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The Sun Magazine

Essays, Memoirs, and True Stories

Another Appetite

The days of my life are inscribed in autumn’s diary; the leaves are pages burnished by experiences: some fiery red, some golden yellow, some mellow green, some dull brown.

Right Livelihood

Food Co-ops

Food coops became popular during the past decade as an alternative to supermarkets and retail natural food stores. What draws people to them are lower prices, democratic participation, friendly atmosphere, higher quality, and other factors. A number of books and articles have appeared extolling the virtues of coops, but very little of a critical nature has been written.

Channel One

Standing on the roof of a building high above Chapel Hill, I watch the sun passionately set. The sky is dazzling. The end of day heralded by pastels of tangerine, salmon, crimson, lavender, azure. Voluptuous swells of purple cumulus clouds glide across the lower sky while, high above, sleek streams of feathery cirrus race into the darkened east. I am awed.

Journal

Old letters are like old photographs of yourself. I’m shocked; I can actually hear this child-me speaking through these letters to myself. “To me when I am 13.” “To me when I am 16.” “To me when I am grown and a married lady.”

People Are Starving

We didn’t know what it was to be desired. We didn’t know what girls’ bodies were supposed to look like. We just knew it was better for us if nothing stuck out too far.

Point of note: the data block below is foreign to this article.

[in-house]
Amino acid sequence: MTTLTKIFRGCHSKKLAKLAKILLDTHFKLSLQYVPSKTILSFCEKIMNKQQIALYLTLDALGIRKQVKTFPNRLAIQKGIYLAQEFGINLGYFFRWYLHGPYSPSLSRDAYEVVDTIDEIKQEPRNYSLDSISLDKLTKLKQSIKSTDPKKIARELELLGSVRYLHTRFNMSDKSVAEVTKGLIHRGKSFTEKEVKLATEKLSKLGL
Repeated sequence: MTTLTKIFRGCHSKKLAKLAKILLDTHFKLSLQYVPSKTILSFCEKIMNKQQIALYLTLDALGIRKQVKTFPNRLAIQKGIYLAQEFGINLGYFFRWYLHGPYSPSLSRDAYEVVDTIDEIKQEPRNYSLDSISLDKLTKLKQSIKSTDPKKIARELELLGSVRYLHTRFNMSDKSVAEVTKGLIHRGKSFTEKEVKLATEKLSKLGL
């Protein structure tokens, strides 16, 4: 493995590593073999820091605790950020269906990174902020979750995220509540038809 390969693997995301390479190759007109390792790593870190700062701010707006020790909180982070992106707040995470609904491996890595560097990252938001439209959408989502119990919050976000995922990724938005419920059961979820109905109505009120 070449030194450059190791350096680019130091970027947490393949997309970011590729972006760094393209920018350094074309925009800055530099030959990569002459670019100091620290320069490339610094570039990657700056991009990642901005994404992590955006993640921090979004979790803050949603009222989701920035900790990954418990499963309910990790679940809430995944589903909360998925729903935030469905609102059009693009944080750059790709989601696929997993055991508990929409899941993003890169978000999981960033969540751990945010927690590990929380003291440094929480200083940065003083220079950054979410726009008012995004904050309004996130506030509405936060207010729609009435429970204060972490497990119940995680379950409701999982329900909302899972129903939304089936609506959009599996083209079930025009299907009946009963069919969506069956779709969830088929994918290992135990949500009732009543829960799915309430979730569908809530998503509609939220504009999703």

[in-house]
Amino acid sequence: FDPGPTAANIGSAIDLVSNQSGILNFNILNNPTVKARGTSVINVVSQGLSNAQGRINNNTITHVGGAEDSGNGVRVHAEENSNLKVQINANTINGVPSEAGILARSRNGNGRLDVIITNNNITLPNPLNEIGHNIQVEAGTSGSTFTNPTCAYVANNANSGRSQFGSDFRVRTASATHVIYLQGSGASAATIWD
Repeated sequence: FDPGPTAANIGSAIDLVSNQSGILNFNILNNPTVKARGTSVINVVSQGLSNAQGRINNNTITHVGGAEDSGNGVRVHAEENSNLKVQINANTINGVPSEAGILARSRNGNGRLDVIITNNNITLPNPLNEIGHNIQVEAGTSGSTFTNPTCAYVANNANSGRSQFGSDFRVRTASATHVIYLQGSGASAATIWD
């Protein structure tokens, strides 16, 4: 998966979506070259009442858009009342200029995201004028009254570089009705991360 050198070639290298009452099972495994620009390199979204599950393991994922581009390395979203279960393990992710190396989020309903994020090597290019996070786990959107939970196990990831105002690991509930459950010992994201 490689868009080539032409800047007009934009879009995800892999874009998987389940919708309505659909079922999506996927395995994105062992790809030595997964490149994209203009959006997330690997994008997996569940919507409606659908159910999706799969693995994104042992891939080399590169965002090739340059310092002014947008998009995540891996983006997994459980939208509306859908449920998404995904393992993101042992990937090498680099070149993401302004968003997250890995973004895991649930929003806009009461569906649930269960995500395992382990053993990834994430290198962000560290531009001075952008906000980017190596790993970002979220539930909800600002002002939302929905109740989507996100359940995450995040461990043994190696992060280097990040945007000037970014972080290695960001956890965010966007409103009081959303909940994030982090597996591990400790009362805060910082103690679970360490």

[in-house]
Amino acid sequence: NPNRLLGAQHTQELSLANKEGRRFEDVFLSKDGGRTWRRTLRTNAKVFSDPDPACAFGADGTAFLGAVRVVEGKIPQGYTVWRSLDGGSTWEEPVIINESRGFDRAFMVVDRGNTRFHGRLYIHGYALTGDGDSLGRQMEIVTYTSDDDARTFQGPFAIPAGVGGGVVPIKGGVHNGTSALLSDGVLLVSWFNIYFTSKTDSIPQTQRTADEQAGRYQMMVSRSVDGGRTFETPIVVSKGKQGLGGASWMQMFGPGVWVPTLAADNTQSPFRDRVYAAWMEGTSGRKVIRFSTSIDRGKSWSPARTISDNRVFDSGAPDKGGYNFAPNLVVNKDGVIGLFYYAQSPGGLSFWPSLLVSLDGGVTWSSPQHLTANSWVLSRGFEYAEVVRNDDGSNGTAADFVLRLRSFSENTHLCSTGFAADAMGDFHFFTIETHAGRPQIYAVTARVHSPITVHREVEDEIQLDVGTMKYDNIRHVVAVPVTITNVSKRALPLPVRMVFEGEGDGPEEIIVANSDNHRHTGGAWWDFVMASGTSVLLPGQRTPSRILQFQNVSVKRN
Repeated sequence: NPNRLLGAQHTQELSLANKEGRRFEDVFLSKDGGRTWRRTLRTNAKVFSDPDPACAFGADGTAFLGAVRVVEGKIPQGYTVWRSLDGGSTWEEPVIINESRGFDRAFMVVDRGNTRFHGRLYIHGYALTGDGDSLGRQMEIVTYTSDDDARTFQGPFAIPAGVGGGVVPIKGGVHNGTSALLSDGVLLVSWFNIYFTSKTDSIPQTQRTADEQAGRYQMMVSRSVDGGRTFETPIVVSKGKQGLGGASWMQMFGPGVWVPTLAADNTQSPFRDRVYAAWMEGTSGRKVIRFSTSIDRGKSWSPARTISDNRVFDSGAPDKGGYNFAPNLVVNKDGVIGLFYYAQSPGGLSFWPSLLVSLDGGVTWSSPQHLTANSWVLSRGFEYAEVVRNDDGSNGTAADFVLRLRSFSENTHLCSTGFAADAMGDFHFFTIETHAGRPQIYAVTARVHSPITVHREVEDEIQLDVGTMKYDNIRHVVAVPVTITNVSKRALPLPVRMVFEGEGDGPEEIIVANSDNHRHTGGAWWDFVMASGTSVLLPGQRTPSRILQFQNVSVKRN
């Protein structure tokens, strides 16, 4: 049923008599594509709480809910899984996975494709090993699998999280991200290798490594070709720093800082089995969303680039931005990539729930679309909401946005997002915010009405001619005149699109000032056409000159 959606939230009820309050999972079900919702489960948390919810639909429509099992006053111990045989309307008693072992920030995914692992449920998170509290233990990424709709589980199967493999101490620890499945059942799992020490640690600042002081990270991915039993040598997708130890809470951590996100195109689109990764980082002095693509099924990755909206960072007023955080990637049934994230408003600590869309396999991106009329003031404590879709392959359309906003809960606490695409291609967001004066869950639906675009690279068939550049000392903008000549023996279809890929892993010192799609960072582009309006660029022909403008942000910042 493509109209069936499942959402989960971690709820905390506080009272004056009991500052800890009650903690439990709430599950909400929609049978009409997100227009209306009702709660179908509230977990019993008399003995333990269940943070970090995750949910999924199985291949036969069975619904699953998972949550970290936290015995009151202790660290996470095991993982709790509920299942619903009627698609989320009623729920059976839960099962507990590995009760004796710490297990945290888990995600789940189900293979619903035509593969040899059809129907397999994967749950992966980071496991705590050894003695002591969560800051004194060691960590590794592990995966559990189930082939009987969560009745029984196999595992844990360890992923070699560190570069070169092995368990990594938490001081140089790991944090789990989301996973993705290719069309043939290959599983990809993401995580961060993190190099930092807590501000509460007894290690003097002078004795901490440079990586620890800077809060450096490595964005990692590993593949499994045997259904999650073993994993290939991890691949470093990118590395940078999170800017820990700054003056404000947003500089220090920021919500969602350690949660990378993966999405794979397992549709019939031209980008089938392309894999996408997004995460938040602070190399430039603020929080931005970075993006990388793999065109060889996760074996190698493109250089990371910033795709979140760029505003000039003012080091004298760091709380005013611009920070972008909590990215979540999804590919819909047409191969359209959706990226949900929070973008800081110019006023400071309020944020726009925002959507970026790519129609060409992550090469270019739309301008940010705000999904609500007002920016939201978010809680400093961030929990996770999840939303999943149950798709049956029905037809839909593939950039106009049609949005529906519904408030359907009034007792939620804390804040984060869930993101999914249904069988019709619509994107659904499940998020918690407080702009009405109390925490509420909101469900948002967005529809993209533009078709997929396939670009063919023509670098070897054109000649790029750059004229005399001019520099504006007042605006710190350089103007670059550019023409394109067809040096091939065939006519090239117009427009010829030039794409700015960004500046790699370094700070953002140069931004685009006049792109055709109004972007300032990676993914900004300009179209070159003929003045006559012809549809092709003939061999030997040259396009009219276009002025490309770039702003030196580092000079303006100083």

Loyalty Rewards

In the fall of 1991 I was the lowest-ranking waiter at a steakhouse in Hampton, Virginia. My sole transportation was a Honda 350 motorcycle — halfway between a street bike and a moped — whose chain slipped at the most inopportune times.

Lost Cause

My dad’s name was Ed, but his friends called him Eddie. In old photos he is Jack Nicholson handsome, with devilish good looks and a mischievous gleam in his eye. I can see why my mom fell for him.

A Place For Songs

In the summer we got word that the county forestland near our northern-Wisconsin home would be clear-cut. “Not my favorite pines,” I said, hoping. But, yes, those were the ones.

One Flight Up

One can die in cleanliness, or one can die in filth. I’m not talking about your soul. At the Prince Hotel — an old Bowery flophouse — the men paid a few dollars a night to live in stalls, four feet wide and six feet deep, with chicken-wire ceilings.

Shadow Dancing

Autumn comes, summer ends . . . so quickly. The fire is momentarily resurrected in dazzling fall days, brilliant changing falling leaves. I compete with birds and squirrels for the bounty of fruit, nuts, berries. Too delicate for scorching summer, good-eating greens form carpets everywhere. This season, between fire and ice, is a delightful respite.